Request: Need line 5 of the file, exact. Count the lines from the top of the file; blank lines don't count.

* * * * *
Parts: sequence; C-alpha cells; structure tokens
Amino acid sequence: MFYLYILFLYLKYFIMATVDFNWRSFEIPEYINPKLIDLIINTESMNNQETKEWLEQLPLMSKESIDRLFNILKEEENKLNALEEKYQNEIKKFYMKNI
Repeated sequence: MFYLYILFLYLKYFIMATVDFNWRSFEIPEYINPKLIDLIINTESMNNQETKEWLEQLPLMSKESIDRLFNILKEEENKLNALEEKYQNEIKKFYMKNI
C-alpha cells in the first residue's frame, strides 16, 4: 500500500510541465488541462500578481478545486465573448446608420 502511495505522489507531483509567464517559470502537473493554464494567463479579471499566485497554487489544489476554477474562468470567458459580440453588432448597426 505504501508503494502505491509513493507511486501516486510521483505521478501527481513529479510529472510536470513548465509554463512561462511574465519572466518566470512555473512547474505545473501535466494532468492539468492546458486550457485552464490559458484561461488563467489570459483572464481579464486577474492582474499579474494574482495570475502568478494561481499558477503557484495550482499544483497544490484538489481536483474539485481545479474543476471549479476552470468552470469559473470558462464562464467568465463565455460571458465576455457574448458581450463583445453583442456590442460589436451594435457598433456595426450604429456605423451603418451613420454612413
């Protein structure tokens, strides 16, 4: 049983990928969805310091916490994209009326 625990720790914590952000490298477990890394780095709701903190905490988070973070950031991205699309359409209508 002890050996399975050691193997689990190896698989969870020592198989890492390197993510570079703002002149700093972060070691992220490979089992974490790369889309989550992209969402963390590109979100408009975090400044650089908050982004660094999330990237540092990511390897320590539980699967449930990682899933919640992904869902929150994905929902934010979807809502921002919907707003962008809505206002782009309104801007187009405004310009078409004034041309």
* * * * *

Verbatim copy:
């Protein structure tokens, strides 16, 4: 049983990928969805310091916490994209009326 625990720790914590952000490298477990890394780095709701903190905490988070973070950031991205699309359409209508 002890050996399975050691193997689990190896698989969870020592198989890492390197993510570079703002002149700093972060070691992220490979089992974490790369889309989550992209969402963390590109979100408009975090400044650089908050982004660094999330990237540092990511390897320590539980699967449930990682899933919640992904869902929150994905929902934010979807809502921002919907707003962008809505206002782009309104801007187009405004310009078409004034041309």